Week 2: Kingman and Heritage Islands Park

Living Classrooms mission: Living Classrooms Foundation strengthens communities and inspires young people to achieve their potential through hands-on education and job training, using urban, natural, and maritime resources as “living classrooms.”

Living Classrooms is the foundation that manages Kingman and Heritage Islands Park and that is transforming the park into a site for environmental education that will include a LEED platinum certified nature center and a 9/11 memorial grove. These features do not exist now, as the park is a work in progress.

Outdoor classroom on Kingman Island

Outdoor classroom on Kingman Island

What is here? There are outdoor classrooms that consist of circles of rocks or benches where people can sit, a small pavilion, a vegetable garden planted by kids, and nature trails on both Kingman Island and its smaller counterpart Heritage Island. One end of Kingman Island is studded with birdhouses that were mostly toppled, presumably due to Hurricane Sandy.

On the park’s Flickr and Facebook pages, viewers can see pictures of the outdoor education that takes place: children holding up large leaves, digging in the garden, painting a sign for the garden’s gate, and climbing a mobile climbing wall. For individual visitors like me, there was not much in the way of exhibits or interpretation, but the park’s website emphasizes all the things one can do on the islands in their current state. These activities include hiking (and hiking with dogs), picnicking at one of the picnic tables, and watching and photographing wildlife. Plans for the park include interpretive markers that will enhance the experience for informal visitors.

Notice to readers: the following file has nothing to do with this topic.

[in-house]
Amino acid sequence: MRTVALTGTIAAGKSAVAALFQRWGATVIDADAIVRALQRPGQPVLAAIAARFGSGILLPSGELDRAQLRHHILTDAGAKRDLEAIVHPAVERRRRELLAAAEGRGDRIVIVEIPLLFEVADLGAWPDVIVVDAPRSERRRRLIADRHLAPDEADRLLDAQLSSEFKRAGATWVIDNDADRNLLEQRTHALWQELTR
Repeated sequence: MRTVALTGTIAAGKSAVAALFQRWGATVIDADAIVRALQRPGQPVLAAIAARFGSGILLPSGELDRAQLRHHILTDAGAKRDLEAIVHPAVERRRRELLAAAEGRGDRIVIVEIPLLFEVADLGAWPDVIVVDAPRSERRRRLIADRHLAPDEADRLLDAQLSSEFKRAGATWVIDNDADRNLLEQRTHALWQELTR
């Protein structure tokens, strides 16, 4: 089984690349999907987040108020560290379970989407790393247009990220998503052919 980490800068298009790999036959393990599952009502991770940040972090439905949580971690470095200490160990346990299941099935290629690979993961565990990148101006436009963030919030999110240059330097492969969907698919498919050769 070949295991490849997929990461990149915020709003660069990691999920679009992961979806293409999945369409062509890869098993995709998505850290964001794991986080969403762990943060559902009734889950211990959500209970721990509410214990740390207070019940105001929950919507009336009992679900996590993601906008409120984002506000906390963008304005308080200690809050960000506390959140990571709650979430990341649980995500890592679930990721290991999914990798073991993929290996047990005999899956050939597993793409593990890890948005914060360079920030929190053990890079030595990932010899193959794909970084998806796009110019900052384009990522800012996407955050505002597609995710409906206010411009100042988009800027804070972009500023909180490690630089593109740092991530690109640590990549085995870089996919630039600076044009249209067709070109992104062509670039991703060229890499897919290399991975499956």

The garden is behind the pavilion on Kingman Island

The garden is behind the pavilion on Kingman Island

The island park is a “work-in-progress” because its planned layout and facilities are not yet complete. It is also part of efforts of work in progress toward a clean and healthy Anacostia River.

These two man-made islands, located in the Anacostia River just east of RFK Stadium, have been the suggested site of several ideas over the years: recreation center, airport, prison, amusement park, stadium parking. What actually transpired was that the islands became dumping grounds. In this century, efforts to clean up and transform the islands have gotten off the ground, with Living Classrooms gaining management of the park in 2007. Litter cleanup and invasive species removal events happen often here, giving folks an opportunity to help restore the islands and the health of the river.

It will be exciting to return to the islands when the nature center and memorial grove are complete.


November’s blog theme is Museums Versus the Problems of the World.



About Laura

Paralegal with Master of Arts in Teaching in Museum Education, frequent museum visitor, based in Washington, DC. I care about what museums can do, both in terms of public offerings and internal practices, to make the world a better place. I blog about museum education ("informed"), the social work of museums ("humane"), and visitor experience ("citizenry").
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